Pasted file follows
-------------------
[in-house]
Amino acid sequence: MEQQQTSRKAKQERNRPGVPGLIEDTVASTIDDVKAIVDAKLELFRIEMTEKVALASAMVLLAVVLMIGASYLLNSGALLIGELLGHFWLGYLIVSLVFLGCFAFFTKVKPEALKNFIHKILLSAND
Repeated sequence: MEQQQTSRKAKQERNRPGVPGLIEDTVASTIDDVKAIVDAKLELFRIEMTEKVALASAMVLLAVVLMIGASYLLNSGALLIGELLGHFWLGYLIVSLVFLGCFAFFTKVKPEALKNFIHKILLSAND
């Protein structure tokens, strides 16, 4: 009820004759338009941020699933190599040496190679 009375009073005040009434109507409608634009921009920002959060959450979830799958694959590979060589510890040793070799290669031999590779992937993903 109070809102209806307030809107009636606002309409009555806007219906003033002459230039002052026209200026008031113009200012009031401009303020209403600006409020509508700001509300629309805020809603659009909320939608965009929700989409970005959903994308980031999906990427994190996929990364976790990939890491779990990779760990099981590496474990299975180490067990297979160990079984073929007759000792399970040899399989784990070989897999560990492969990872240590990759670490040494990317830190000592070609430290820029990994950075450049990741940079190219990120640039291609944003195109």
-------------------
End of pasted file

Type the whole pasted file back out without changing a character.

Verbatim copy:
[in-house]
Amino acid sequence: MEQQQTSRKAKQERNRPGVPGLIEDTVASTIDDVKAIVDAKLELFRIEMTEKVALASAMVLLAVVLMIGASYLLNSGALLIGELLGHFWLGYLIVSLVFLGCFAFFTKVKPEALKNFIHKILLSAND
Repeated sequence: MEQQQTSRKAKQERNRPGVPGLIEDTVASTIDDVKAIVDAKLELFRIEMTEKVALASAMVLLAVVLMIGASYLLNSGALLIGELLGHFWLGYLIVSLVFLGCFAFFTKVKPEALKNFIHKILLSAND
């Protein structure tokens, strides 16, 4: 009820004759338009941020699933190599040496190679 009375009073005040009434109507409608634009921009920002959060959450979830799958694959590979060589510890040793070799290669031999590779992937993903 109070809102209806307030809107009636606002309409009555806007219906003033002459230039002052026209200026008031113009200012009031401009303020209403600006409020509508700001509300629309805020809603659009909320939608965009929700989409970005959903994308980031999906990427994190996929990364976790990939890491779990990779760990099981590496474990299975180490067990297979160990079984073929007759000792399970040899399989784990070989897999560990492969990872240590990759670490040494990317830190000592070609430290820029990994950075450049990741940079190219990120640039291609944003195109």